George went with some friends into Tucson to locate some property. As that time everything was safe. He went on Monday, and left me with his partner, G. Denmon, in charge of the ranch. On Tuesday morning at day break a Mexican came riding up to the door, and said: “The Apaches are in the mountains, and I was sent here to tell you to run.” We tried to hire him to stay and help us, but he said no, he must warn others futher off. There we were, up in the mountains with one man that knew nothing of the Indians. He was a good shot, however, and would stand by us. Our first implse was to run, but as we had but one little mule in the corral, an all the other horses were out somewhere in the mountains, and as we did not know which way to turn, we changed out minds and began to prepare to fight. The house is wood, and in no spot bullet-proof. The Indians never take any risks. If you see them and are prepared, you usually have the best of it. But to see them here is difficult, as mountain peaks rise one above the other as far as the eye can reach, not only the Santa Ritas, but a dozen different ranches. We had plenty of guns of different kinds, and could fire over forty shots without reloading. Clara (her son’s wife) and I took charge of watching the front of the house, and Mr. Denmon the back. We put the guns all in order, learned how to load and fire, took up some boards in the kitchen flor and put in blankets for baby and Armour, took mattresses and trunks and fixed things as well we could. At nine o’clock Mr. Richardson sent a man. He had ridden twenty miles. Mr. Richardson wrote to George to tell him that they had been attacked the night before, but with several Mexicans and by the protection of their adobe house they had driven the Indians off. He said that there were three bands, that of Geronimo and two other bands of Crook’s, old scots that Miles had discharged. (You know General Crook employed ninety Apache scouts who really belonged to Geronimo’s band.) He told George to get in some small canyon and in the night get to the Empire. We knew if the Indians made a strike for the Whitestone mountains, they must pass through this, the St. Helena canyon, or one other. We also know that if Mr. Vail, of the Empire, was at home he would send us help to get to his ranch, but he was in California and his superintendent, Phil. Moore, was with George. We wrote to Mr. Richardson our condition and asked him to send help as soon as he could, but were were not sure the man would go back. Well, I cannot tell you what an anxious time we had. The dogs helped us keep guard. Sometimes a thousand head of cattle come to the troughs to drink, but during that day and the next not one appeared, only now and then a used up horse of the Indians. Just at break of day George appeared with Phil. Moore and a team from the Empire, and another friend on horseback. I know that George would get news in Tucson, and come as soon as he could. He told us to take ten minutes to put on string shoes, tie something over our heads, and take just a change for the children. He put some blankets in the backboard, and then let out everything, the chickens and ducks, and little calves of the milch cows, and the pet birds. The Indians had cut the water pipes in the mountains the day before. He said we might get to the Empire, and we might have to hide somewhere, so we put in some provisions. Clara and I were put in the bottom of the wagon. Phil Moore driving, George and Mr. Denmon going ahead to break ambushes, and Ned Vail behind. The Empire ranch was seventeen miles off, and we had to cross three ranges of mountains I never shall forget that ride. It was first a rush and then hide, until they rode ahead and came back for us. I can assure you I was glad to drove within the high adobe walls of the Empire ranch. It was many hours after that before I could ask George about his journey. He told me he appealed to General Miles to get an order for an extra train, and when they got to Pontons, where they had left their horses, they could find but three. Then they had an awful time to get through. They were obliged to try several different ways and to go to the Empire for fresh horses and the team for us. They had been thirty-two hours in the saddle. This is the largest ranch in the territory, and has 40,000 head of cattle, and 5,000 head of horses. The St. Helena belonged to the proprietor until George and Mr. Denmon bought it. General Miles is sending troops into the country now very fast. We do not think the Indians have burned our house, as the flames would show their position. We are only eighteen miles from Mexico, and they dart back and forth. It is dark and we are allowed no lights. The men are on guard day and night. We have every care. The Mexican starts at daybreak for the mail. We hope to get back to the ranch very soon.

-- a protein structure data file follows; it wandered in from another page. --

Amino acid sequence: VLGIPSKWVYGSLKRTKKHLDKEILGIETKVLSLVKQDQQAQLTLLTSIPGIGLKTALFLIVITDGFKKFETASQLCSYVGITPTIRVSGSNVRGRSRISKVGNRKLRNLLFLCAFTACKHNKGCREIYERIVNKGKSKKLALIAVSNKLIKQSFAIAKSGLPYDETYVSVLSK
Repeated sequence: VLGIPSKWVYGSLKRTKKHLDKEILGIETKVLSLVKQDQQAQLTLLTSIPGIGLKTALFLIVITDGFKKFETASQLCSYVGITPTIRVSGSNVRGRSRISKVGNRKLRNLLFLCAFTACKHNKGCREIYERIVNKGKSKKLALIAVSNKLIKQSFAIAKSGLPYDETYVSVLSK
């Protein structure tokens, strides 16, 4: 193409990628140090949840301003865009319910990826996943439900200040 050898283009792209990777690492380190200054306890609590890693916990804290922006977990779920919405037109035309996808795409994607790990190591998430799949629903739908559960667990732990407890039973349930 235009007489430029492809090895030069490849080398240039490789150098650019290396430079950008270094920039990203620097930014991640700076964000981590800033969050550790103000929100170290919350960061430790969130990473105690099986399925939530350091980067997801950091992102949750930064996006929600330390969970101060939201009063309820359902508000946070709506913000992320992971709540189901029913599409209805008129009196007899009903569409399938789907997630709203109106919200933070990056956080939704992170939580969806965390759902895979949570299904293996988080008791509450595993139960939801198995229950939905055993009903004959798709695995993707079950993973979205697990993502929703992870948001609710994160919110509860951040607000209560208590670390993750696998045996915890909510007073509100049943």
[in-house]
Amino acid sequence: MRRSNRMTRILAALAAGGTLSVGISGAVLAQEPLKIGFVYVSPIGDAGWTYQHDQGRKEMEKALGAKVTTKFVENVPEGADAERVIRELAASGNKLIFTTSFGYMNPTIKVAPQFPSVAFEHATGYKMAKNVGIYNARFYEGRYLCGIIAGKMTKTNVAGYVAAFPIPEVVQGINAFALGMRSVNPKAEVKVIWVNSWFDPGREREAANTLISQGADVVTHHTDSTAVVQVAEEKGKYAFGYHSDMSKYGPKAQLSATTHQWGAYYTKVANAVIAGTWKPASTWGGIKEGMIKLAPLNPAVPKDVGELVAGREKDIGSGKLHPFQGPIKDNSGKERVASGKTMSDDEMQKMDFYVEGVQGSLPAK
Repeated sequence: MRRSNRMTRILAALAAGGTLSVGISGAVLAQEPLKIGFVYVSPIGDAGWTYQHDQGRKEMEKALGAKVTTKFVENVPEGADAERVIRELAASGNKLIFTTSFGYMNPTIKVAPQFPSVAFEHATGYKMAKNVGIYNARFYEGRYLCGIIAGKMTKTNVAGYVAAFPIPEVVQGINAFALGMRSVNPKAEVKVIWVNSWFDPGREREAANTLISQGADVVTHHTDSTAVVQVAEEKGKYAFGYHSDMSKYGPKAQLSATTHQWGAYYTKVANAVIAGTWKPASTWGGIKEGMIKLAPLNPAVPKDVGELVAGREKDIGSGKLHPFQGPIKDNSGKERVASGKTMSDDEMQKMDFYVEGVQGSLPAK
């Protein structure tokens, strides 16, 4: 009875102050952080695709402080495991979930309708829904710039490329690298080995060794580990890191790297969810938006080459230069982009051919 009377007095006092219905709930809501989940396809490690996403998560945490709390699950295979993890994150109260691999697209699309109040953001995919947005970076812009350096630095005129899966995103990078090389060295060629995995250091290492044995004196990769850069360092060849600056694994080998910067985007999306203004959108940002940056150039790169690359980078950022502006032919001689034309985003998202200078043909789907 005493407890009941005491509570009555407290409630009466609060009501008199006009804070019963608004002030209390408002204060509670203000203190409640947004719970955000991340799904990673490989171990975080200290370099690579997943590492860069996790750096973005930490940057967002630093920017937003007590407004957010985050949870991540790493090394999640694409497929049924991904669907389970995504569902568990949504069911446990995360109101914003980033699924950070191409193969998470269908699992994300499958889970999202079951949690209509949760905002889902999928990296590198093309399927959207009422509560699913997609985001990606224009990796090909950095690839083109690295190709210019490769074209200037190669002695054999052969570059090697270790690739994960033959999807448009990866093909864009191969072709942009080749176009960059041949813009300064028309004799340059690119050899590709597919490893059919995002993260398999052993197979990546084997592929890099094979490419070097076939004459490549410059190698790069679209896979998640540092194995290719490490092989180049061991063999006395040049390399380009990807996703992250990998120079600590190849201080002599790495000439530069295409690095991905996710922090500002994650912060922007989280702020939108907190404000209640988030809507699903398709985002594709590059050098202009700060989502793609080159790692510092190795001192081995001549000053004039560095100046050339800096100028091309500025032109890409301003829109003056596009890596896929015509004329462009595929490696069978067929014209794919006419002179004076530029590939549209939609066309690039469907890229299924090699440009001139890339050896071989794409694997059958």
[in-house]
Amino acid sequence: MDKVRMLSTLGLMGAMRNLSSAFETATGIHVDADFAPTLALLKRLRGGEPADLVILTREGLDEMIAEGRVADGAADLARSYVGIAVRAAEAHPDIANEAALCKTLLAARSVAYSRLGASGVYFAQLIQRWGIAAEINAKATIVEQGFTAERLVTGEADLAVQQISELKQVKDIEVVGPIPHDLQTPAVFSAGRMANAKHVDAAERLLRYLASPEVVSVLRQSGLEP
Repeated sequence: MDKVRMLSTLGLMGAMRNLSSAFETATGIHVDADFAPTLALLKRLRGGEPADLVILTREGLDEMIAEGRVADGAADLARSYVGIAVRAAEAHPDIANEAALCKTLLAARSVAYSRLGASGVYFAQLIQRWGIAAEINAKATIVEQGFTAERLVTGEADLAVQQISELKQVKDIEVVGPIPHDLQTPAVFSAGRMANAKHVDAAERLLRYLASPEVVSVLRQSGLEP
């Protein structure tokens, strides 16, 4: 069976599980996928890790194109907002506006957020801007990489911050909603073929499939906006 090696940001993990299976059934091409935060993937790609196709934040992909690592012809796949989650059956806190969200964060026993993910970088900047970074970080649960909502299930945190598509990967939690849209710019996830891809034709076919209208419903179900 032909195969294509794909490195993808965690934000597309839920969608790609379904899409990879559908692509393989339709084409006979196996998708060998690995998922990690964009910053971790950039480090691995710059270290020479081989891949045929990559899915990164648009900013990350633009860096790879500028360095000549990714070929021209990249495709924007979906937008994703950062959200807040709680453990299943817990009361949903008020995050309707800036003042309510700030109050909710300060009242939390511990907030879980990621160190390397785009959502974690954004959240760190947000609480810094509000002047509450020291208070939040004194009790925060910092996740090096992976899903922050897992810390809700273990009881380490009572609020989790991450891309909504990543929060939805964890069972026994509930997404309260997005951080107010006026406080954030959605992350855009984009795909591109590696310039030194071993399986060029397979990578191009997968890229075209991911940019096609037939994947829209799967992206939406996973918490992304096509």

Mrs. Scholefield’s address is Greaterville, Pima county, Arizona, St. Helena ranch. It is to be hoped that she and her son’s family may meet with no further anxieties and dangers, and that when they return to the ranch they may find it unharmed.4
Here is confirmation of the fact that George was involved in some way with Geronimo, but I am still skeptical of the story that George had served on the posse which arrested Geronimo.5
- Research Helen’s siblings to determine her correct parentage.
1. “Obituary — Mrs. Helen M. Scholefield,” Amsterdam Evening Recorder and Daily Democrat, 21 Dec 1920, p. 11, col. 4-5; digital images, Fulton History (http://www.fultonhistory.com/fulton.html : accessed 29 Jul 2009), Amsterdam NY Daily Democrat and Recorder 1920 Oct-1921 Feb Grayscale – 0601.pdf.
2. “Obituary — Mrs. Helen M. Scholefield,” Amsterdam Evening Recorder and Daily Democrat, 20 Dec 1920, p. 8, col. 2; digital images, Fulton History (http://www.fultonhistory.com/fulton.html : accessed 29 Jul 2009), Amsterdam NY Daily Democrat and Recorder 1920 Oct-1921 Feb Grayscale – 0589.pdf.
3. “New Advertisements — Kindergarten School in Utica,” Utica Daily Observer, 17 Apr 1875, p. 5, col. 4; digital images, Fulton History (http://www.fultonhistory.com/fulton.html : accessed 29 Jul 2009).
4. “Fleeing from the Apaches,” Amsterdam Evening Recorder and Daily Democrat, 15 May 1886, p. 4, col. 5; digital images, Fulton History (http://www.fultonhistory.com/fulton.html : accessed 29 Jul 2009), Amsterdam NY Daily Democrat and Recorder 1885 Dec-1886 Sep Grayscale – 0545.pdf.
5. See posts dated 23 Aug 2008 and 12 Sep 2008.